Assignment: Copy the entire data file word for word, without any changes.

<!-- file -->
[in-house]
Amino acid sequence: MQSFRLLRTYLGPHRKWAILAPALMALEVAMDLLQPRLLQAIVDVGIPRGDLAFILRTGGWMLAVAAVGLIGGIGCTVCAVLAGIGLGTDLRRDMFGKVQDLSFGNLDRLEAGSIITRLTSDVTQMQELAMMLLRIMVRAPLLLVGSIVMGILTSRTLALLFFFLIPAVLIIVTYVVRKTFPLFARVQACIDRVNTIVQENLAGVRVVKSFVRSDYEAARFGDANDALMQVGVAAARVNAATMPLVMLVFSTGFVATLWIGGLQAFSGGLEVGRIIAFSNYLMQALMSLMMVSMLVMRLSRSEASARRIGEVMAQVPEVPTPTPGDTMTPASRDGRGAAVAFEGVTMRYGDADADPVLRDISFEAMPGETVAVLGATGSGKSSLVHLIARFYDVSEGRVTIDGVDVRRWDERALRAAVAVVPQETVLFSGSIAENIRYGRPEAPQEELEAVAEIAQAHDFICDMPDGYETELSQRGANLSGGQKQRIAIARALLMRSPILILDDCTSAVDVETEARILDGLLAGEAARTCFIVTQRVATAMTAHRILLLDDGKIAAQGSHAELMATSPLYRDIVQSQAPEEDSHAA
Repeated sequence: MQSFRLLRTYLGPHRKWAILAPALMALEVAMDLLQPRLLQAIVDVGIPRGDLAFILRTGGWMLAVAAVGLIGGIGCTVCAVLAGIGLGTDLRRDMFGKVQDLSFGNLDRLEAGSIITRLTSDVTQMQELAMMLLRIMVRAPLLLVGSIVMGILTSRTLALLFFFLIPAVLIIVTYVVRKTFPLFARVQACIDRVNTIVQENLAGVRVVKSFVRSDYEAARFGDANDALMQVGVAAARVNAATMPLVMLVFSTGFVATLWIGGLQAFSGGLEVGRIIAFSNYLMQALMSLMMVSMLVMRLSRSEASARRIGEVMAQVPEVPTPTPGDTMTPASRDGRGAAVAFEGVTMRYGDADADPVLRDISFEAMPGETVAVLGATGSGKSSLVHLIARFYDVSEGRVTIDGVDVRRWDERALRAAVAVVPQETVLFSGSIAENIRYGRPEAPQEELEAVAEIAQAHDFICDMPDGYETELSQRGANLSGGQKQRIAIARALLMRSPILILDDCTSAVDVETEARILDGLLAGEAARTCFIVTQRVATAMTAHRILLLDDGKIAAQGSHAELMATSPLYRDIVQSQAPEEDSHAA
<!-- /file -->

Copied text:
[in-house]
Amino acid sequence: MQSFRLLRTYLGPHRKWAILAPALMALEVAMDLLQPRLLQAIVDVGIPRGDLAFILRTGGWMLAVAAVGLIGGIGCTVCAVLAGIGLGTDLRRDMFGKVQDLSFGNLDRLEAGSIITRLTSDVTQMQELAMMLLRIMVRAPLLLVGSIVMGILTSRTLALLFFFLIPAVLIIVTYVVRKTFPLFARVQACIDRVNTIVQENLAGVRVVKSFVRSDYEAARFGDANDALMQVGVAAARVNAATMPLVMLVFSTGFVATLWIGGLQAFSGGLEVGRIIAFSNYLMQALMSLMMVSMLVMRLSRSEASARRIGEVMAQVPEVPTPTPGDTMTPASRDGRGAAVAFEGVTMRYGDADADPVLRDISFEAMPGETVAVLGATGSGKSSLVHLIARFYDVSEGRVTIDGVDVRRWDERALRAAVAVVPQETVLFSGSIAENIRYGRPEAPQEELEAVAEIAQAHDFICDMPDGYETELSQRGANLSGGQKQRIAIARALLMRSPILILDDCTSAVDVETEARILDGLLAGEAARTCFIVTQRVATAMTAHRILLLDDGKIAAQGSHAELMATSPLYRDIVQSQAPEEDSHAA
Repeated sequence: MQSFRLLRTYLGPHRKWAILAPALMALEVAMDLLQPRLLQAIVDVGIPRGDLAFILRTGGWMLAVAAVGLIGGIGCTVCAVLAGIGLGTDLRRDMFGKVQDLSFGNLDRLEAGSIITRLTSDVTQMQELAMMLLRIMVRAPLLLVGSIVMGILTSRTLALLFFFLIPAVLIIVTYVVRKTFPLFARVQACIDRVNTIVQENLAGVRVVKSFVRSDYEAARFGDANDALMQVGVAAARVNAATMPLVMLVFSTGFVATLWIGGLQAFSGGLEVGRIIAFSNYLMQALMSLMMVSMLVMRLSRSEASARRIGEVMAQVPEVPTPTPGDTMTPASRDGRGAAVAFEGVTMRYGDADADPVLRDISFEAMPGETVAVLGATGSGKSSLVHLIARFYDVSEGRVTIDGVDVRRWDERALRAAVAVVPQETVLFSGSIAENIRYGRPEAPQEELEAVAEIAQAHDFICDMPDGYETELSQRGANLSGGQKQRIAIARALLMRSPILILDDCTSAVDVETEARILDGLLAGEAARTCFIVTQRVATAMTAHRILLLDDGKIAAQGSHAELMATSPLYRDIVQSQAPEEDSHAA